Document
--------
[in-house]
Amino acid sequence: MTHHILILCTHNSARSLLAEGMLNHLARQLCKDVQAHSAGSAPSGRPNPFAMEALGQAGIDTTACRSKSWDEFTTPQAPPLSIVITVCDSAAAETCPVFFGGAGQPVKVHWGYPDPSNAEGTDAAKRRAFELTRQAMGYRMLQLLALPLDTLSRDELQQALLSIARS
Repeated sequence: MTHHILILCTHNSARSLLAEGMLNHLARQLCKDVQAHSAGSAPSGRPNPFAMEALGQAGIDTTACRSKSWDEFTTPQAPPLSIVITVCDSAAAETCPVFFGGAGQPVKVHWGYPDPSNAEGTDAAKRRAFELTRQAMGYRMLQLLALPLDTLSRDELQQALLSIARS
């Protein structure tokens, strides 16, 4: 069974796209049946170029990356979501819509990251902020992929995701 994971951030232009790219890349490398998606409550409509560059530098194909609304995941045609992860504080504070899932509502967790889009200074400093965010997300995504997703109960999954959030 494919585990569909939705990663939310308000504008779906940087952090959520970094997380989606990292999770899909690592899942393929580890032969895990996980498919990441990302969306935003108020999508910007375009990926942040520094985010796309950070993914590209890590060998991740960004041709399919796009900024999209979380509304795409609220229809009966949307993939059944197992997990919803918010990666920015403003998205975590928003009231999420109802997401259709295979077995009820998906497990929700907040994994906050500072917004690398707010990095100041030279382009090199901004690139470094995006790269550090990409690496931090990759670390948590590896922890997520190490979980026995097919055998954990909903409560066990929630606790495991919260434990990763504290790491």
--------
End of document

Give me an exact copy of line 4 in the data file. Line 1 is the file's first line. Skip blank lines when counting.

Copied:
């Protein structure tokens, strides 16, 4: 069974796209049946170029990356979501819509990251902020992929995701 994971951030232009790219890349490398998606409550409509560059530098194909609304995941045609992860504080504070899932509502967790889009200074400093965010997300995504997703109960999954959030 494919585990569909939705990663939310308000504008779906940087952090959520970094997380989606990292999770899909690592899942393929580890032969895990996980498919990441990302969306935003108020999508910007375009990926942040520094985010796309950070993914590209890590060998991740960004041709399919796009900024999209979380509304795409609220229809009966949307993939059944197992997990919803918010990666920015403003998205975590928003009231999420109802997401259709295979077995009820998906497990929700907040994994906050500072917004690398707010990095100041030279382009090199901004690139470094995006790269550090990409690496931090990759670390948590590896922890997520190490979980026995097919055998954990909903409560066990929630606790495991919260434990990763504290790491």